by Zack Bean
And then the day they tell us that bad boys sometimes leave pennies and nickels on the train tracks to flatten them out, that we should never, never, ever leave coins on the rails, that something as small as a penny could derail a train, send it screeching off the tracks and into the river or the woods; well, of course we run home and lay all our money out onto the rail, little pieces of copper and nickel glistening on that iron bar that stretches off into the afternoon like a perfect dream. Waiting, waiting, one ear to the track, a small vibration, then the approaching rumble and clack and then the conductor waving his arm as the train roars by, the great snake of industry slithering off to wherever, scattering flattened little discs of metal in its wake. We look for them in the gravel, and whose was whose doesn’t seem to matter anymore, because none of it will spend—the money has been devalued, pressed into shapes the man at the corner store won’t recognize.
One of us shows our father, and he shakes his head in disbelief. A quarter? You wasted a whole quarter?
But we like them more now, the way they’ve been smoothed out and disfigured by metal on metal, the way no two look the same. Yes, we understand why bad boys do this. Train versus pennies, we understand. We could spend a fortune like this.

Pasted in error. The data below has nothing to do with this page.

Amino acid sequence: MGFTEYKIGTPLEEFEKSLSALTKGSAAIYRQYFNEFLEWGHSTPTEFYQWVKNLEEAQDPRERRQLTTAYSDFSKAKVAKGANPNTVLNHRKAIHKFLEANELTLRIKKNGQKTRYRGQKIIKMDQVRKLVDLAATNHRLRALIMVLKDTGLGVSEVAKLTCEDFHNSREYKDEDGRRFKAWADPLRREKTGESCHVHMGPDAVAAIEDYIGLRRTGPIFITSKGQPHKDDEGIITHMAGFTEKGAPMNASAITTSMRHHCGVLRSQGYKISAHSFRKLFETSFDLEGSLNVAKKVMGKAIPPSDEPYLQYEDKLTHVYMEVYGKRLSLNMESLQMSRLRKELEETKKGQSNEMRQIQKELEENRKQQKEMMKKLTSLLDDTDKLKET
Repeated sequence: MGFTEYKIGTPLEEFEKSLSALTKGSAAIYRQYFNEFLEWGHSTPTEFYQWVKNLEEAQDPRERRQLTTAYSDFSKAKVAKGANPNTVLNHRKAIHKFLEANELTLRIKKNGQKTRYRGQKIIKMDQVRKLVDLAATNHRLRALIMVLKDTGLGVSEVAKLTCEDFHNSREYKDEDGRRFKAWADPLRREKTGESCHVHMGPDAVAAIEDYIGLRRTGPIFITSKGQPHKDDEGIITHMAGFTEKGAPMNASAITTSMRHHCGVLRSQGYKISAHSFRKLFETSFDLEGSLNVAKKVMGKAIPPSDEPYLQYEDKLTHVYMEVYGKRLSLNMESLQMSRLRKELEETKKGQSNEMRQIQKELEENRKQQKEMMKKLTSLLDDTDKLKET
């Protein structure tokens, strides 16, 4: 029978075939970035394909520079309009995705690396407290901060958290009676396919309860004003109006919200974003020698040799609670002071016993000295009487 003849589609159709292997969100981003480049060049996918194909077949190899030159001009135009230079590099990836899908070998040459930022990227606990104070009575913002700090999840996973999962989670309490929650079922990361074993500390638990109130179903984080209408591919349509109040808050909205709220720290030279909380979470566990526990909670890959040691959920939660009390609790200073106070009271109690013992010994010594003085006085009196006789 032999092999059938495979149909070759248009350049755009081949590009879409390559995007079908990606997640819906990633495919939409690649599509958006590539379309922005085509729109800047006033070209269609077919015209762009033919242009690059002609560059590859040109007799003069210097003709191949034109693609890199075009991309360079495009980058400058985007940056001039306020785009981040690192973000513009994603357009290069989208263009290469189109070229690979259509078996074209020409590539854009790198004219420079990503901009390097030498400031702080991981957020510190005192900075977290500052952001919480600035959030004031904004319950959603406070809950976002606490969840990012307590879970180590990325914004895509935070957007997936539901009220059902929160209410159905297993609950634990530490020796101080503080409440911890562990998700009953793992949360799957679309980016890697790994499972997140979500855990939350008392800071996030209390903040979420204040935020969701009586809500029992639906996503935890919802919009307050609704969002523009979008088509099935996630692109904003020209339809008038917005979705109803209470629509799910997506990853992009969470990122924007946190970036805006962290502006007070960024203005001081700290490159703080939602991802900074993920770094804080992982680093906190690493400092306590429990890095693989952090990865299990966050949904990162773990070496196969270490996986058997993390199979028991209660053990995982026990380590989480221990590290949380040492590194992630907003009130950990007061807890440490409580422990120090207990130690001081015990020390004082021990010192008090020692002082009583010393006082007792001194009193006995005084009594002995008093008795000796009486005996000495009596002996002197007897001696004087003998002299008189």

And nobody has to tell us what else the bad boys do—we’ve already slipped into the natural order of things. Like predators who’ve picked up a fresh scent, we’re sniffing out our paths, through fistfights and broken windows, through cigarettes and jewelry that nobody paid for, through the bottoms of whiskey bottles and into back seats of old sedans with girls whose names we’ve forgotten, and on and on through the endless nights— through hawkbill knives and tire irons and Saturday night specials, through twenty-nine days in jail in Little Rock, Arkansas, through the trains we jumped and the jobs we couldn’t keep and the silver handcuffs that made perfect circles around our wrists again and again, perfect circles, and through the river of our mothers’ tears that we swam across to get to this place where we sit, writing letters to sons we’ve never met, saying Listen, save your pennies, save your nickels, stay away from trains, even though we know it’s already too late.
Zack Bean‘s fiction has appeared in Fiction, Pank, and Cream City Review, among other places. He currently teaches creative writing at Montana State University.